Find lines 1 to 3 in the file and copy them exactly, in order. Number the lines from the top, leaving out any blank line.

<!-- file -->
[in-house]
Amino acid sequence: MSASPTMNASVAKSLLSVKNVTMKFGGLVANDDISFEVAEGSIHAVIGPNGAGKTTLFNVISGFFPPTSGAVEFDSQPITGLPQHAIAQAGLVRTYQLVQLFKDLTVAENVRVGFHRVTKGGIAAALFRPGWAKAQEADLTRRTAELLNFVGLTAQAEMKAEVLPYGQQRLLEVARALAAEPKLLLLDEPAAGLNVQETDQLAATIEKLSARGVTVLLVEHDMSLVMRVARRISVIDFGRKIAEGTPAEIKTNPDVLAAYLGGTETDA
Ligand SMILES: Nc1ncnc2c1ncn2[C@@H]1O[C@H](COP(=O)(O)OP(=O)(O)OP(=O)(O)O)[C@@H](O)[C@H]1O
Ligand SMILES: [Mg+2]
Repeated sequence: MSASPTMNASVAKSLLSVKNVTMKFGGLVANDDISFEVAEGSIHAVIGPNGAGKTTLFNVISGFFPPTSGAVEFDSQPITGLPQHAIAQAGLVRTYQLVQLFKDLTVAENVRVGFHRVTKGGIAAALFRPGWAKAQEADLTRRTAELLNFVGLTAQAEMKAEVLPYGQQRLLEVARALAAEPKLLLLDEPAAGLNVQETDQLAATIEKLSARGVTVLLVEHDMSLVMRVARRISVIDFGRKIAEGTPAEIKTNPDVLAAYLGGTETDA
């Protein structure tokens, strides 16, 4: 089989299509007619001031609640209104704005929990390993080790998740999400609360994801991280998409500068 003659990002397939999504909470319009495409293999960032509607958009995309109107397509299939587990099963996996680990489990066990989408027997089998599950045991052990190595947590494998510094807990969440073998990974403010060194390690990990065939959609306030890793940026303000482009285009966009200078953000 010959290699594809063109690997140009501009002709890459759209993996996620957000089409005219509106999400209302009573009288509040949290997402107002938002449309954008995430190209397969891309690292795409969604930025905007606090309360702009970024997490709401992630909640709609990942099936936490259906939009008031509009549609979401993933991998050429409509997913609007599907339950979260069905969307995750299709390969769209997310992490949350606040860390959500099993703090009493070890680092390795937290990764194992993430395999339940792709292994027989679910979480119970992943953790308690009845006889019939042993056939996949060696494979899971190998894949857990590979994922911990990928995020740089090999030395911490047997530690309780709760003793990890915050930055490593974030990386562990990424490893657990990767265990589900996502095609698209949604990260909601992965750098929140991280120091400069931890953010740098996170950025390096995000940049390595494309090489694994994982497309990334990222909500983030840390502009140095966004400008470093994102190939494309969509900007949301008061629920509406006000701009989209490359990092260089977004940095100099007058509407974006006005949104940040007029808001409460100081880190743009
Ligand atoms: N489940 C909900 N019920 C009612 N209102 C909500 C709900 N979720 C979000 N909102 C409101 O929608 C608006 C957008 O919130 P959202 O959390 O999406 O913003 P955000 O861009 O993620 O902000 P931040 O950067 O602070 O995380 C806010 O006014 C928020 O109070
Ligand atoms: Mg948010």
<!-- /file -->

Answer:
[in-house]
Amino acid sequence: MSASPTMNASVAKSLLSVKNVTMKFGGLVANDDISFEVAEGSIHAVIGPNGAGKTTLFNVISGFFPPTSGAVEFDSQPITGLPQHAIAQAGLVRTYQLVQLFKDLTVAENVRVGFHRVTKGGIAAALFRPGWAKAQEADLTRRTAELLNFVGLTAQAEMKAEVLPYGQQRLLEVARALAAEPKLLLLDEPAAGLNVQETDQLAATIEKLSARGVTVLLVEHDMSLVMRVARRISVIDFGRKIAEGTPAEIKTNPDVLAAYLGGTETDA
Ligand SMILES: Nc1ncnc2c1ncn2[C@@H]1O[C@H](COP(=O)(O)OP(=O)(O)OP(=O)(O)O)[C@@H](O)[C@H]1O